I write this article as a resident of New York City, home of the Statue of Liberty, one of the most widely recognized symbols of America — the “land of the free”.
But, when it comes to Bitcoin, I don’t feel so free as a New Yorker.
New York State (NYS) is one of the most restrictive jurisdictions in the world in regard to Bitcoin. Since 2015, NYS has required companies that deal in the virtual currency marketplace to obtain a “BitLicense” in order to do business in the state. This license is both difficult and expensive to acquire. Bitcoin-only exchanges like River and Swan as well as long-standing, reputable crypto exchanges like Kraken cannot serve residents of NYS because they do not have BitLicenses (for Swan, some NYS residents are grandfathered in from a time when Swan was permitted to operate in NYS, but the exchange is no longer allowed to enroll new New York residents). And Strike, a bitcoin payment app, as well as Ledn, a bitcoin borrowing and lending platform, are not permitted to serve NYS residents either.
As if the BitLicense wasn’t an offensive enough roadblock in the state that is home to New York City — often purported to be the financial hub of the world — NYS’s current governor, Kathy Hochul, has pushed to make NYS even more unfriendly to Bitcoin. In November 2022, she signed a law banning Bitcoin mining companies that don’t use 100% renewable resources from operating in the state for two years.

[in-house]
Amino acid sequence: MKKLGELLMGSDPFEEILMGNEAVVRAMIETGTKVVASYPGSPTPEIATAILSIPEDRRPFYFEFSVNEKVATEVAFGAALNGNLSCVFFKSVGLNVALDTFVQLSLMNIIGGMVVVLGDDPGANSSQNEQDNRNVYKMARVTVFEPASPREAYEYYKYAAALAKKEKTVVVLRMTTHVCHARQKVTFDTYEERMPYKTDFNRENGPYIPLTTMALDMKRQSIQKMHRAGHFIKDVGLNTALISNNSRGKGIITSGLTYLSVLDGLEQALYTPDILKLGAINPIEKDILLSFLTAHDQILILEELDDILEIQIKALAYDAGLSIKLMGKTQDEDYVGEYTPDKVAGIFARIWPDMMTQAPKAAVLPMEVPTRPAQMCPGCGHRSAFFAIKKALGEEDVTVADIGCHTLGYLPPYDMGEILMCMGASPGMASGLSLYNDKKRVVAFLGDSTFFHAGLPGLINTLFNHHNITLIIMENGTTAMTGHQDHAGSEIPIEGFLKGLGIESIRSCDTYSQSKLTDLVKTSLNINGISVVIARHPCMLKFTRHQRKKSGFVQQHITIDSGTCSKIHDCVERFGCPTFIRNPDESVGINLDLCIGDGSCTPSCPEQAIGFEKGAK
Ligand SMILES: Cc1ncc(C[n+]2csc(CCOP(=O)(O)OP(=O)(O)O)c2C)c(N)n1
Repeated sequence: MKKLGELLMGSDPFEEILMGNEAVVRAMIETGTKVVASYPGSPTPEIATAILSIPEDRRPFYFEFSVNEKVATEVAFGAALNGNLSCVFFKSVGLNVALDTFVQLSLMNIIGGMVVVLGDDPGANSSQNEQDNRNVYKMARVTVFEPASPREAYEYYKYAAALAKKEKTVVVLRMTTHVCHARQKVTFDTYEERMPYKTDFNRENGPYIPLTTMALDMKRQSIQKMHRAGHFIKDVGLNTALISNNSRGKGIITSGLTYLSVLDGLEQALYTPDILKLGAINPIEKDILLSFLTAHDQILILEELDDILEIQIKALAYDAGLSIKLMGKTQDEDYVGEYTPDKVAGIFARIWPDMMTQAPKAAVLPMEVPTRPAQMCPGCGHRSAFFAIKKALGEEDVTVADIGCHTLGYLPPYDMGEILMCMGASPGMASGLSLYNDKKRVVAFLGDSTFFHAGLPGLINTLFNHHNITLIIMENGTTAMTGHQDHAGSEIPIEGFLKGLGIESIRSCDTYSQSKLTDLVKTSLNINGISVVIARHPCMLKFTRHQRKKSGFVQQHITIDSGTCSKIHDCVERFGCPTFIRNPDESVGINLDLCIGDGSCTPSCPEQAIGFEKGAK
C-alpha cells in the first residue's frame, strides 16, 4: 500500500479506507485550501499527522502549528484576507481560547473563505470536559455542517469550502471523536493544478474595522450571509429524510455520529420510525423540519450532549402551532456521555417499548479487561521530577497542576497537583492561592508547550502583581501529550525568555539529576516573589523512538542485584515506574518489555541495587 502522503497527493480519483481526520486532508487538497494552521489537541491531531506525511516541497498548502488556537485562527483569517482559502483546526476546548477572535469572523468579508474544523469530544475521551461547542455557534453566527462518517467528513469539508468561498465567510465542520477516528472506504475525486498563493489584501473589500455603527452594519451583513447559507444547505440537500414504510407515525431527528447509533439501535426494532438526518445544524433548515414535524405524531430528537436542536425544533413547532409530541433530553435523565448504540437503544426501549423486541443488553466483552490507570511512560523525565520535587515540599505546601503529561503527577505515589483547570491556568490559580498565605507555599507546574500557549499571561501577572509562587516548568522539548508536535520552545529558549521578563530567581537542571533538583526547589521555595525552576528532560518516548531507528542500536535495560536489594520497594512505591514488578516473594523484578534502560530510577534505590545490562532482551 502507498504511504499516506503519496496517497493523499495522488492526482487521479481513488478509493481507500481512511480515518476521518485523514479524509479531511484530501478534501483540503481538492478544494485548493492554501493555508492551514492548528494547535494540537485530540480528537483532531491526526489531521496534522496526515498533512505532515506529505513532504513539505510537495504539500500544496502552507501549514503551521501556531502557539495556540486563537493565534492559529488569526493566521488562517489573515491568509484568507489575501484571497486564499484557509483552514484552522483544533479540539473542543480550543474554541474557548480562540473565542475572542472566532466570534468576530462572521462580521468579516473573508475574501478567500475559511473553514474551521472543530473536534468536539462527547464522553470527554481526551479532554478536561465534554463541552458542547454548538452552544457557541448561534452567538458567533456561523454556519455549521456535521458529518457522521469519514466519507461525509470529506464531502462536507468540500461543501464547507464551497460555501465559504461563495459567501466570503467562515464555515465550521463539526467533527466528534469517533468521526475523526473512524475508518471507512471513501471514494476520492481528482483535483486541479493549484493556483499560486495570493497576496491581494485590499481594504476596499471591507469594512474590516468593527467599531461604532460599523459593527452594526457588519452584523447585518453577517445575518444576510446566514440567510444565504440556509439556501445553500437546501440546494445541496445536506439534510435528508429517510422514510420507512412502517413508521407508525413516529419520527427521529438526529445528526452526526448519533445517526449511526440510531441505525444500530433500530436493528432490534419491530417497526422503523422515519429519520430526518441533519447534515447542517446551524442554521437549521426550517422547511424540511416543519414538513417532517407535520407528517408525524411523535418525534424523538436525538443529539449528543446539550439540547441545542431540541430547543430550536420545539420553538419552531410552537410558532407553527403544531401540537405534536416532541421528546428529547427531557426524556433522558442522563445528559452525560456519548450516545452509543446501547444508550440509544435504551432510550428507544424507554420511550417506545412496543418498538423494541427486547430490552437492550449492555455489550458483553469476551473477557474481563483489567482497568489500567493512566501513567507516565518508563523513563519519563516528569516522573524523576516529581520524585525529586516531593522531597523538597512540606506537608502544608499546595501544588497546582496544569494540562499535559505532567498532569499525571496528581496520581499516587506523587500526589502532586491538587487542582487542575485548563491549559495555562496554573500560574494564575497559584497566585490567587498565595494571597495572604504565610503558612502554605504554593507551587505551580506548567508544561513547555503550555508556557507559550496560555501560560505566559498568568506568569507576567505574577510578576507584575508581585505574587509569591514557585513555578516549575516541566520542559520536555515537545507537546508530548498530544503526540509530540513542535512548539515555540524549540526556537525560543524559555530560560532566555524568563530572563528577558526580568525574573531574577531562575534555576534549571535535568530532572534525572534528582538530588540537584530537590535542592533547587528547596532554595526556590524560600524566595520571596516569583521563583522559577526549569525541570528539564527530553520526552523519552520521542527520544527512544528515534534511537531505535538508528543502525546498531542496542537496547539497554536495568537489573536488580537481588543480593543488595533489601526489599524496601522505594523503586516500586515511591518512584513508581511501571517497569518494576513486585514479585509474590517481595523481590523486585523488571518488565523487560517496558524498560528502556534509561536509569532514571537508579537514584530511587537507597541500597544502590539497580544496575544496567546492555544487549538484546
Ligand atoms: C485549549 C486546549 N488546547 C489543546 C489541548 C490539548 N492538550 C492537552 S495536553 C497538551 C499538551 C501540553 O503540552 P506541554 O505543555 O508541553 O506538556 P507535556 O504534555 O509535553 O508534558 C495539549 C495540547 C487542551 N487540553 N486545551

To drive home the point about New York’s stance on Bitcoin, look no further than the words of the state’s Attorney General, Letitia James.
(At the very least, she could have differentiated between bitcoin and all other digital assets.)
NYS authorities seem to be doing everything in their power to protect the old financial guard — Wall Street — pushing Bitcoin-related exchanges and start-ups out of NYS.
To say it’s disappointing to be a Bitcoin enthusiast living in New York is an understatement.
I feel inspired and hopeful, though, when I look beyond the state lines of New York, and even beyond the borders of the United States, to Africa, where the youth are passionate about promoting greater Bitcoin adoption.
On my podcast, new renaissance capital, I interview Bitcoin educators, entrepreneurs and thought leaders mostly based in The Global South.
Whenever I speak with guests from Africa, I get the feeling that they’re willing to push for greater Bitcoin adoption in their country (and on the continent at large) — whether their government is currently open to the idea or not.
Africans in particular have a certain sense of stoicism in their approach to Bitcoin. They’re on a mission to further the adoption of what Alex Gladstein termed “post-colonial money” in his book Check Your Financial Privilege: Inside the Global Bitcoin Revolution.
So, in this piece, I’d like to highlight some key segments of conversations I’ve had with African Bitcoiners, people who I believe future generations will look back at and thank for the work they’re doing now to make Africans freer and more self-sovereign.
Let’s start at the southwest tip of the continent.
Nikolai “OKIN” Tjongarero, founder of EasySats, a company that makes it easy and cheap for Namibians to acquire bitcoin, has been doing his part to convince the powers that be in Namibia of Bitcoin’s value. He’s even orange-pilled members of the Bank of Namibia, the country’s central bank.
When higher-ups at the bank reached out to a burger joint that OKIN had recently convinced to accept bitcoin as a form of payment and requested to meet with OKIN at the restaurant, OKIN happily (though with a bit of trepidation) obliged.
“I don’t think they were there to try to catch anybody,” says OKIN of the 15 central bankers that showed up to the meeting. “They were like ‘Show us how we can buy burgers [with bitcoin].’”